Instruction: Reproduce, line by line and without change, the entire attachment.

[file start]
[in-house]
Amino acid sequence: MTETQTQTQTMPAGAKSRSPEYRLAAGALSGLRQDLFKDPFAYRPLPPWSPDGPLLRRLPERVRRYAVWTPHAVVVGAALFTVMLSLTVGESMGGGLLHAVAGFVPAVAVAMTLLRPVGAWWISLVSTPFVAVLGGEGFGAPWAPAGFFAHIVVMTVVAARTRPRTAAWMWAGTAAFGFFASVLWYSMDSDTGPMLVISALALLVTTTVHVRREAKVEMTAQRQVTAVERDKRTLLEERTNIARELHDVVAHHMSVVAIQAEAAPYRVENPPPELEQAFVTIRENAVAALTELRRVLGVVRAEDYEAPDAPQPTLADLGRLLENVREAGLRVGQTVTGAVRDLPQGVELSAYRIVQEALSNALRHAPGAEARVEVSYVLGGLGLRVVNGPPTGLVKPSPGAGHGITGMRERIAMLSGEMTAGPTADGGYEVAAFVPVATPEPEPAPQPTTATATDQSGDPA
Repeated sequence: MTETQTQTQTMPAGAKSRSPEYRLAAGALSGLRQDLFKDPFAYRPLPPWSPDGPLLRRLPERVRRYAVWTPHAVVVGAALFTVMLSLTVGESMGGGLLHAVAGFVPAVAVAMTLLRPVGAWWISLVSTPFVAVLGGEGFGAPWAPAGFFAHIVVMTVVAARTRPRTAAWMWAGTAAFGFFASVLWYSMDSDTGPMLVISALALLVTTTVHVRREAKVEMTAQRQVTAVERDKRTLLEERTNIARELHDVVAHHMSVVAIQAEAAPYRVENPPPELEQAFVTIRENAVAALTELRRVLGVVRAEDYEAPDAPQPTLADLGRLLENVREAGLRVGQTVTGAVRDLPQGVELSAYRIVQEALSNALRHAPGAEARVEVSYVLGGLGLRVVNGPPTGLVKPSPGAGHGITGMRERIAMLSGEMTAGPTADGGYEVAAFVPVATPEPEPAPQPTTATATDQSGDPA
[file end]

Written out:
[in-house]
Amino acid sequence: MTETQTQTQTMPAGAKSRSPEYRLAAGALSGLRQDLFKDPFAYRPLPPWSPDGPLLRRLPERVRRYAVWTPHAVVVGAALFTVMLSLTVGESMGGGLLHAVAGFVPAVAVAMTLLRPVGAWWISLVSTPFVAVLGGEGFGAPWAPAGFFAHIVVMTVVAARTRPRTAAWMWAGTAAFGFFASVLWYSMDSDTGPMLVISALALLVTTTVHVRREAKVEMTAQRQVTAVERDKRTLLEERTNIARELHDVVAHHMSVVAIQAEAAPYRVENPPPELEQAFVTIRENAVAALTELRRVLGVVRAEDYEAPDAPQPTLADLGRLLENVREAGLRVGQTVTGAVRDLPQGVELSAYRIVQEALSNALRHAPGAEARVEVSYVLGGLGLRVVNGPPTGLVKPSPGAGHGITGMRERIAMLSGEMTAGPTADGGYEVAAFVPVATPEPEPAPQPTTATATDQSGDPA
Repeated sequence: MTETQTQTQTMPAGAKSRSPEYRLAAGALSGLRQDLFKDPFAYRPLPPWSPDGPLLRRLPERVRRYAVWTPHAVVVGAALFTVMLSLTVGESMGGGLLHAVAGFVPAVAVAMTLLRPVGAWWISLVSTPFVAVLGGEGFGAPWAPAGFFAHIVVMTVVAARTRPRTAAWMWAGTAAFGFFASVLWYSMDSDTGPMLVISALALLVTTTVHVRREAKVEMTAQRQVTAVERDKRTLLEERTNIARELHDVVAHHMSVVAIQAEAAPYRVENPPPELEQAFVTIRENAVAALTELRRVLGVVRAEDYEAPDAPQPTLADLGRLLENVREAGLRVGQTVTGAVRDLPQGVELSAYRIVQEALSNALRHAPGAEARVEVSYVLGGLGLRVVNGPPTGLVKPSPGAGHGITGMRERIAMLSGEMTAGPTADGGYEVAAFVPVATPEPEPAPQPTTATATDQSGDPA